Our industry is approaching another challenge that many do not see staring right at them.
You see, most custom integrators start out as technicians that were hobbyists and they turned that hobby into a business.
So now you have a technician running and working “IN” a business when they should really be working “ON” their business.
When you add this scenario to explosive growth like we are currently seeing, you have a potential recipe for disaster as it’s not sustainable. You can’t scale a business if you are working “IN” it and now is the time for integrators to work “ON” their businesses.
Because all industries have life cycles; Introduction, Growth, Shakeout, Maturity and Decline and the CEDIA Channel is in-between the Shakeout and Maturity stages.
How do I know?
I spent 18 years in the Car Audio Industry. I entered it during the Growth phase and left during the Decline stage. I’ve been through this before and I know the signs.
Signs of a maturing industry
Do you see the following things happening around you?
Growth through acquisition by manufactures and integrators?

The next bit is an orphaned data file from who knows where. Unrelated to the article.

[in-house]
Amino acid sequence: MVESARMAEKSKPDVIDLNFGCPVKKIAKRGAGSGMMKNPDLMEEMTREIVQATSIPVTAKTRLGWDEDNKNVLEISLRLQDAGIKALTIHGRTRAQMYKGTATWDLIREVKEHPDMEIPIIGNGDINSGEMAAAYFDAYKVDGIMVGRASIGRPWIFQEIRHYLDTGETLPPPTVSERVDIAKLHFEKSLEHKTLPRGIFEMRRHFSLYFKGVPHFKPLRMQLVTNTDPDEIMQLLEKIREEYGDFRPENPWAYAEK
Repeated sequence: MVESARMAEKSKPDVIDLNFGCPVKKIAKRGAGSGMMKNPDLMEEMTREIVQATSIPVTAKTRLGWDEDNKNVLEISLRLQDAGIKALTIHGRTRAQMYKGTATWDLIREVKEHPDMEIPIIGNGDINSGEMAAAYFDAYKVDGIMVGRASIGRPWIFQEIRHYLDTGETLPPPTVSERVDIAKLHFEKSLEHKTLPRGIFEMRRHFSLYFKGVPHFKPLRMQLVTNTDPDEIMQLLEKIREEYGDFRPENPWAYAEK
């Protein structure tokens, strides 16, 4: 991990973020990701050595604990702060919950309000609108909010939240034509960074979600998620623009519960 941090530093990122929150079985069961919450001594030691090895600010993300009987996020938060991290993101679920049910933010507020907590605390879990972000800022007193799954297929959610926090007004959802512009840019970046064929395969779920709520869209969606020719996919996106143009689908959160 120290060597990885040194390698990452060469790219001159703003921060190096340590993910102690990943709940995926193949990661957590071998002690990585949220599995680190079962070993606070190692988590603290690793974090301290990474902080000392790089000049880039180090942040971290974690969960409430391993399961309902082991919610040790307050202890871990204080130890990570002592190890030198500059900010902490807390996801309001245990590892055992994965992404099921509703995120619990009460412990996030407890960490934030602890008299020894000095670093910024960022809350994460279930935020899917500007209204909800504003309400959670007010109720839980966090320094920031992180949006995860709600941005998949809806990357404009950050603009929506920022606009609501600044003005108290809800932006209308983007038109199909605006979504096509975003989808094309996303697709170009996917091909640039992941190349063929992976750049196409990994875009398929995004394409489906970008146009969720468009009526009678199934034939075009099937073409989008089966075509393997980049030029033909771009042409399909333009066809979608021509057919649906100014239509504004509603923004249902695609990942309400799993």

New products focused on gaining market share rather than innovation?
Price competition everywhere from your customers, competitors and vendors?
Market saturation of products, features and categories?
More products available through distribution?
Lower barrier to entry for IOT products and the competition?
The industry landscape is changing…daily…and entering a new phase. So how do you protect your business from the future?
Our business is extremely complex. It started out that way and continues to be.
How do you dot your i’s and cross your t’s to ensure that you exceed your clients expectations in today’s chaotic environment?
Our clients think that everything is plug-and-play and a software update away from working flawlessly. It can be hard to show them our value.
So how do you do it?
How do you train existing employees and on board new ones in order to scale?
How do you preserve decades of knowledge that your company has accumulated to protect yourself in the event you lose a key employee? Or if you decide to sell the company, what are you actually selling and handing the new owner(s)?